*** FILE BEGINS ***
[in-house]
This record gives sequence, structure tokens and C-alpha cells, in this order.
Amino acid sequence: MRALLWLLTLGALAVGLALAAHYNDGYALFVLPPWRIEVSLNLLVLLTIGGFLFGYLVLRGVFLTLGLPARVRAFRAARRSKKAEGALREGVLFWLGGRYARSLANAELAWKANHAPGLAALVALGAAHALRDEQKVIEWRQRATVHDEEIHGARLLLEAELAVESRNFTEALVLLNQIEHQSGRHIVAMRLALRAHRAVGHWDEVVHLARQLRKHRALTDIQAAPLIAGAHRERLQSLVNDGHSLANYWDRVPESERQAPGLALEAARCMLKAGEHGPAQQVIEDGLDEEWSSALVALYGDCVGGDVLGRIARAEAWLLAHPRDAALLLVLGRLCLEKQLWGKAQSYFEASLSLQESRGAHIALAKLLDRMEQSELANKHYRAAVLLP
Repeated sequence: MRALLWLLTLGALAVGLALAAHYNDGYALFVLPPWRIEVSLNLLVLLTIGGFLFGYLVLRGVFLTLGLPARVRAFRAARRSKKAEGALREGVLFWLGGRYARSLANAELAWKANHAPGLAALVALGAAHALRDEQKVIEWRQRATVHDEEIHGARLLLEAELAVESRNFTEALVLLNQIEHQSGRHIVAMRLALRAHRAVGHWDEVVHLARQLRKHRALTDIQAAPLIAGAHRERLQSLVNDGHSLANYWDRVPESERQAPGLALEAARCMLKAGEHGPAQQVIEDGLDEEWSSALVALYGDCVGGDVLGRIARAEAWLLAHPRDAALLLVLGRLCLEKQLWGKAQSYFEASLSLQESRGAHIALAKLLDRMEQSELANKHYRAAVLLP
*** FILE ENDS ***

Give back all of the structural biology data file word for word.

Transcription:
[in-house]
This record gives sequence, structure tokens and C-alpha cells, in this order.
Amino acid sequence: MRALLWLLTLGALAVGLALAAHYNDGYALFVLPPWRIEVSLNLLVLLTIGGFLFGYLVLRGVFLTLGLPARVRAFRAARRSKKAEGALREGVLFWLGGRYARSLANAELAWKANHAPGLAALVALGAAHALRDEQKVIEWRQRATVHDEEIHGARLLLEAELAVESRNFTEALVLLNQIEHQSGRHIVAMRLALRAHRAVGHWDEVVHLARQLRKHRALTDIQAAPLIAGAHRERLQSLVNDGHSLANYWDRVPESERQAPGLALEAARCMLKAGEHGPAQQVIEDGLDEEWSSALVALYGDCVGGDVLGRIARAEAWLLAHPRDAALLLVLGRLCLEKQLWGKAQSYFEASLSLQESRGAHIALAKLLDRMEQSELANKHYRAAVLLP
Repeated sequence: MRALLWLLTLGALAVGLALAAHYNDGYALFVLPPWRIEVSLNLLVLLTIGGFLFGYLVLRGVFLTLGLPARVRAFRAARRSKKAEGALREGVLFWLGGRYARSLANAELAWKANHAPGLAALVALGAAHALRDEQKVIEWRQRATVHDEEIHGARLLLEAELAVESRNFTEALVLLNQIEHQSGRHIVAMRLALRAHRAVGHWDEVVHLARQLRKHRALTDIQAAPLIAGAHRERLQSLVNDGHSLANYWDRVPESERQAPGLALEAARCMLKAGEHGPAQQVIEDGLDEEWSSALVALYGDCVGGDVLGRIARAEAWLLAHPRDAALLLVLGRLCLEKQLWGKAQSYFEASLSLQESRGAHIALAKLLDRMEQSELANKHYRAAVLLP